Key findings

Over the years the European Commission (EC) has made considerable effort to deploy an ambitious evaluation framework for Cohesion Policy (CP), the most evaluated EU policy. Its building blocks are the definition of three types of evaluations (ex-ante and ongoing evaluation under the responsibility of Member States, and ex-post evaluations mostly realised by the EC) and institutional arrangements in the Member States structured around a Managing Authority (MA) and Monitoring Committee.

During the 2014-2020 programming period, all three types of evaluations have been mandatory to ensure their completion at different stages of the policy process, across Member States. Mandatory Evaluation Plans encourage MAs to adopt a long-term strategic approach to CP evaluations. Monitoring indicators are closely linked to the programme’s intervention logic and reinforce result orientation. Specific indicators are expected to give evidence on implementation progress necessary for MAs to introduce adjustments, and common indicators show CP achievements at the EU level. Substantial efforts have been made by the EC to support Member States and MAs by providing guidance documents and soft support (e.g. promoting impact evaluation approaches).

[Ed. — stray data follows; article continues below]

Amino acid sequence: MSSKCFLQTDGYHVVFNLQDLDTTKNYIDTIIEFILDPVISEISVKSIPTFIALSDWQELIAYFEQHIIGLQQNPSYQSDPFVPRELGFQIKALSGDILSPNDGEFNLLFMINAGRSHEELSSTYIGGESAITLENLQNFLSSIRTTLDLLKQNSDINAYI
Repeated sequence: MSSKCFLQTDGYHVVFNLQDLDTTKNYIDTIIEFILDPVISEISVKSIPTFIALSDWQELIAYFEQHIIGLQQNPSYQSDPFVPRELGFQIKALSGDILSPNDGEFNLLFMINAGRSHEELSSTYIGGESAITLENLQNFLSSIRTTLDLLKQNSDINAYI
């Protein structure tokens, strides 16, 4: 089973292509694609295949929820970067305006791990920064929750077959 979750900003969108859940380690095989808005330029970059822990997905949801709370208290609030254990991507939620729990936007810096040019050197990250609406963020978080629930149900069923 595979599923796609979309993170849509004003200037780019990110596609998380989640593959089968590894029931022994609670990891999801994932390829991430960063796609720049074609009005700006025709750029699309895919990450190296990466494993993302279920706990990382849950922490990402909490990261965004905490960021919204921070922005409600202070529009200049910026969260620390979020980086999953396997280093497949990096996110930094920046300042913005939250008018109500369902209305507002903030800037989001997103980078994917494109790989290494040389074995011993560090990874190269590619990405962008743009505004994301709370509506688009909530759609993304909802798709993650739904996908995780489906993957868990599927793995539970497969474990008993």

How this framework is actually implemented in practice at the EU and Member State levels shows a mixed picture. The CP evaluation framework facilitates an increasingly accurate analysis of CP achievements at the EU level, with improved indicators and steady progress in the realisation of ex-post evaluations by the EC. Some limitations remain concerning the possibility to aggregate indicators at EU level while mainstreaming evaluation findings in policy making needs further consolidation at EU level.